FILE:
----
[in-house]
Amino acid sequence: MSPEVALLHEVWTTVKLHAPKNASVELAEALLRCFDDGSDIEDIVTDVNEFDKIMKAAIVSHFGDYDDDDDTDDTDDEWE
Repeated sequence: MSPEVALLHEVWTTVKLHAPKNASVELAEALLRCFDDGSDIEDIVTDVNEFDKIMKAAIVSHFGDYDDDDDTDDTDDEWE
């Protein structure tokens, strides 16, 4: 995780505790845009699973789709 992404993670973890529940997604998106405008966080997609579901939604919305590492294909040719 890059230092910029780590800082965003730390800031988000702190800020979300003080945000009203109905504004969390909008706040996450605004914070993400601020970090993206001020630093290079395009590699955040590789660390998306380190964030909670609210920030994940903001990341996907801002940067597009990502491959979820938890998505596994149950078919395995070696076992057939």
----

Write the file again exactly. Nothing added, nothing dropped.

[in-house]
Amino acid sequence: MSPEVALLHEVWTTVKLHAPKNASVELAEALLRCFDDGSDIEDIVTDVNEFDKIMKAAIVSHFGDYDDDDDTDDTDDEWE
Repeated sequence: MSPEVALLHEVWTTVKLHAPKNASVELAEALLRCFDDGSDIEDIVTDVNEFDKIMKAAIVSHFGDYDDDDDTDDTDDEWE
């Protein structure tokens, strides 16, 4: 995780505790845009699973789709 992404993670973890529940997604998106405008966080997609579901939604919305590492294909040719 890059230092910029780590800082965003730390800031988000702190800020979300003080945000009203109905504004969390909008706040996450605004914070993400601020970090993206001020630093290079395009590699955040590789660390998306380190964030909670609210920030994940903001990341996907801002940067597009990502491959979820938890998505596994149950078919395995070696076992057939």